UVC In Photopia
In order to get radiometric output from Photopia, you need to set the lamp flux energy units to radiant watts. In standalone Photopia, this is done under Settings / Project Settings. In SOLIDWORKS and Rhino, this is done in the raytrace settings. Once this is done, then illuminance planes become irradiance planes.
The 2021 release of the Photopia for SOLIDWORKS and Rhino both support fluence rate grids. This allows them to be used for air and water disinfection applications. Computing fluence rate values in standalone Photopia requires defining spherical surfaces in the model at locations of interest and manually computing the fluence rate values based on the radiant watt interaction with those spheres.
To create a fluence rate grid in SOLIDWORKS or Rhino, start by defining a standard illuminance/irradiance/recording plane. In SOLIDWORKS, there is a checkbox on the plane property management page to indicate fluence rate. In Rhino, you will see a fluence rate checkbox in the object properties panel when you select the plane.
Photopia currently provides output in W/m2. You can convert to other units with the following scale factors:
Conversion from W/m2 to mW/cm2: multiply by 0.1
Conversions from W/m2 to µW/cm2: multiply by 100
Conversions from mW/cm2 to µW/cm2: multiply by 1000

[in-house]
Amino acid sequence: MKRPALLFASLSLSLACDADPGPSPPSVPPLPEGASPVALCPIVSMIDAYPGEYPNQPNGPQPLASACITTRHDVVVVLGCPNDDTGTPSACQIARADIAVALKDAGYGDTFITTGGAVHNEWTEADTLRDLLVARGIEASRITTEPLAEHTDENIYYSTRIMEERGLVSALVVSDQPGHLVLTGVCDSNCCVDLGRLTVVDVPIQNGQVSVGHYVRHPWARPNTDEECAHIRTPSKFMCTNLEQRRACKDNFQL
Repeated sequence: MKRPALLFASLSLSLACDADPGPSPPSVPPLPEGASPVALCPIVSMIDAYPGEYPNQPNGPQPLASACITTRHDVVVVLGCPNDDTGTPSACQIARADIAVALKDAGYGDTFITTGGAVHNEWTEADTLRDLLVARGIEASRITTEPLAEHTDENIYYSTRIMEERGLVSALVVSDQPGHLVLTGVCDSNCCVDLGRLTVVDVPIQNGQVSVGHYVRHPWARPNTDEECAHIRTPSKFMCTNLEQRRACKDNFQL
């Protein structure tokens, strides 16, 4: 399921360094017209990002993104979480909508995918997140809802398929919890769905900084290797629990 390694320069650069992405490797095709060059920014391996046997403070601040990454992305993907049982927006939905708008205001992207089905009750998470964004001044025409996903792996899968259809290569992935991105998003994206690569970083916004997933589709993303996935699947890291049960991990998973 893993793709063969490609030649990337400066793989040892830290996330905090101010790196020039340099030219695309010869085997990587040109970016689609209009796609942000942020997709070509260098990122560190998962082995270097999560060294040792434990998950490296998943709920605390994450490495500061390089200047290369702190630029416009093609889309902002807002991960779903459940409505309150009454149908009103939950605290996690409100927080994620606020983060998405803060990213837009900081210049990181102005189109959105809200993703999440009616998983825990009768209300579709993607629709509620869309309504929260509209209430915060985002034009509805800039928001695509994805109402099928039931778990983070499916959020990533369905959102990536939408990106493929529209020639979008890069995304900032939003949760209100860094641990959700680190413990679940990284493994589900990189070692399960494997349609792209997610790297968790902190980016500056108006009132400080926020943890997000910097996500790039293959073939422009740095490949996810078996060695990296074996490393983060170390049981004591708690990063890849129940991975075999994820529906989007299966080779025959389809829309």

See the following additional resources from various industry organizations for more information on UV disinfection and safety.
CIE UV Documents
The CIE has a range of documents related to using UV energy for disinfection and the safety of such systems. They have released 2 of these documents for free and have others available on their website.
CIE 187:2010 UV-C Photocarcinogenesis Risks from Germicidal Lamps
CIE 155:2003 Ultraviolet Air Disinfection
Read more on the CIE website.
IUVA - International Ultraviolet Association
With a mission of "advancing the sciences, engineering & applications of ultraviolet technologies to enhance the quality of life & protect the environment," the IUVA is a great resource to get involved with if your products are related to using UV energy, especially for disinfection. They have an annual conference, coordinate research, and contribute expertise to standards committees.
In January, Ryan Kelley gave a presentation at a NIST/IUVA conference on "Simulating the Performance of UV Systems", which you can find here.
Read more on the IUVA Website.
IESNA – Illuminating Engineering Society